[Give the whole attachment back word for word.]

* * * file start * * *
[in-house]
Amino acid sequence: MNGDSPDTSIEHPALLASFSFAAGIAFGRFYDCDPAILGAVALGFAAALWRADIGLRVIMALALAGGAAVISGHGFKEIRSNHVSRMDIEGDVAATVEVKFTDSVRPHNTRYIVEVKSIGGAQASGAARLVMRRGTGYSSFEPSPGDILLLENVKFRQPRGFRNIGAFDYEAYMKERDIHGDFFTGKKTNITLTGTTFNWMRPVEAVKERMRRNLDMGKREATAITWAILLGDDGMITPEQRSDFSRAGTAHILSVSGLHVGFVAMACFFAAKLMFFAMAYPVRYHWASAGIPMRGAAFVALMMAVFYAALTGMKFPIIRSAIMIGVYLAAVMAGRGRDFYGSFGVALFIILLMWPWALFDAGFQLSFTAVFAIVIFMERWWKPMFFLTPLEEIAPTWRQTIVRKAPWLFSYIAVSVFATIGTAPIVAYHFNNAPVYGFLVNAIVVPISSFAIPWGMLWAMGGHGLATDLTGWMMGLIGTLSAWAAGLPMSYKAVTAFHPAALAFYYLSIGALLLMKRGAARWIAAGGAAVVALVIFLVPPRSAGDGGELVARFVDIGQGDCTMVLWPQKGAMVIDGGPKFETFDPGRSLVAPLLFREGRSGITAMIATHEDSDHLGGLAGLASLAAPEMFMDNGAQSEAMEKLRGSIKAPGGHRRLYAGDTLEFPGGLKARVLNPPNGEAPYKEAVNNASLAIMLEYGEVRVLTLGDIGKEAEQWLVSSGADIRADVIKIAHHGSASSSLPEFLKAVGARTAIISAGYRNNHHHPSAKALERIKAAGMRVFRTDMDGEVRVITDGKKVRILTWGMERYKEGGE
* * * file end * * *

[in-house]
Amino acid sequence: MNGDSPDTSIEHPALLASFSFAAGIAFGRFYDCDPAILGAVALGFAAALWRADIGLRVIMALALAGGAAVISGHGFKEIRSNHVSRMDIEGDVAATVEVKFTDSVRPHNTRYIVEVKSIGGAQASGAARLVMRRGTGYSSFEPSPGDILLLENVKFRQPRGFRNIGAFDYEAYMKERDIHGDFFTGKKTNITLTGTTFNWMRPVEAVKERMRRNLDMGKREATAITWAILLGDDGMITPEQRSDFSRAGTAHILSVSGLHVGFVAMACFFAAKLMFFAMAYPVRYHWASAGIPMRGAAFVALMMAVFYAALTGMKFPIIRSAIMIGVYLAAVMAGRGRDFYGSFGVALFIILLMWPWALFDAGFQLSFTAVFAIVIFMERWWKPMFFLTPLEEIAPTWRQTIVRKAPWLFSYIAVSVFATIGTAPIVAYHFNNAPVYGFLVNAIVVPISSFAIPWGMLWAMGGHGLATDLTGWMMGLIGTLSAWAAGLPMSYKAVTAFHPAALAFYYLSIGALLLMKRGAARWIAAGGAAVVALVIFLVPPRSAGDGGELVARFVDIGQGDCTMVLWPQKGAMVIDGGPKFETFDPGRSLVAPLLFREGRSGITAMIATHEDSDHLGGLAGLASLAAPEMFMDNGAQSEAMEKLRGSIKAPGGHRRLYAGDTLEFPGGLKARVLNPPNGEAPYKEAVNNASLAIMLEYGEVRVLTLGDIGKEAEQWLVSSGADIRADVIKIAHHGSASSSLPEFLKAVGARTAIISAGYRNNHHHPSAKALERIKAAGMRVFRTDMDGEVRVITDGKKVRILTWGMERYKEGGE